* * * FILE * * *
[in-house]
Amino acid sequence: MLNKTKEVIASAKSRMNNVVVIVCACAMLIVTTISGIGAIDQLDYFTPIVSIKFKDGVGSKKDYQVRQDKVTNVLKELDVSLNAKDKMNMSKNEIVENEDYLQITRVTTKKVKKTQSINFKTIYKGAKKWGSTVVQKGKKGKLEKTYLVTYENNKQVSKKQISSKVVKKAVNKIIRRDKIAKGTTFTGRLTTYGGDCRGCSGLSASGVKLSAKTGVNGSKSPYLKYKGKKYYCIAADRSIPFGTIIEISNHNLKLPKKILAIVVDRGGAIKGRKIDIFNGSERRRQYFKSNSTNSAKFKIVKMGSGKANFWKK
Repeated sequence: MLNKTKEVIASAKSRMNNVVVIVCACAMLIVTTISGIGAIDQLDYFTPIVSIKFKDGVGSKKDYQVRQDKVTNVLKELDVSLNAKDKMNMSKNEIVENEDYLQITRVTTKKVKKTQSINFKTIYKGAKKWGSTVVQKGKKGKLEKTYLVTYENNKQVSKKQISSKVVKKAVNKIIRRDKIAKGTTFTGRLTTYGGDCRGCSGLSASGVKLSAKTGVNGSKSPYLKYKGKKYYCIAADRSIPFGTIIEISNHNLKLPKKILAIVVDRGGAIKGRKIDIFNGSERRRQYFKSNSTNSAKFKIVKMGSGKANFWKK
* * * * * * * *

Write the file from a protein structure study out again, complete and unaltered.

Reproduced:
[in-house]
Amino acid sequence: MLNKTKEVIASAKSRMNNVVVIVCACAMLIVTTISGIGAIDQLDYFTPIVSIKFKDGVGSKKDYQVRQDKVTNVLKELDVSLNAKDKMNMSKNEIVENEDYLQITRVTTKKVKKTQSINFKTIYKGAKKWGSTVVQKGKKGKLEKTYLVTYENNKQVSKKQISSKVVKKAVNKIIRRDKIAKGTTFTGRLTTYGGDCRGCSGLSASGVKLSAKTGVNGSKSPYLKYKGKKYYCIAADRSIPFGTIIEISNHNLKLPKKILAIVVDRGGAIKGRKIDIFNGSERRRQYFKSNSTNSAKFKIVKMGSGKANFWKK
Repeated sequence: MLNKTKEVIASAKSRMNNVVVIVCACAMLIVTTISGIGAIDQLDYFTPIVSIKFKDGVGSKKDYQVRQDKVTNVLKELDVSLNAKDKMNMSKNEIVENEDYLQITRVTTKKVKKTQSINFKTIYKGAKKWGSTVVQKGKKGKLEKTYLVTYENNKQVSKKQISSKVVKKAVNKIIRRDKIAKGTTFTGRLTTYGGDCRGCSGLSASGVKLSAKTGVNGSKSPYLKYKGKKYYCIAADRSIPFGTIIEISNHNLKLPKKILAIVVDRGGAIKGRKIDIFNGSERRRQYFKSNSTNSAKFKIVKMGSGKANFWKK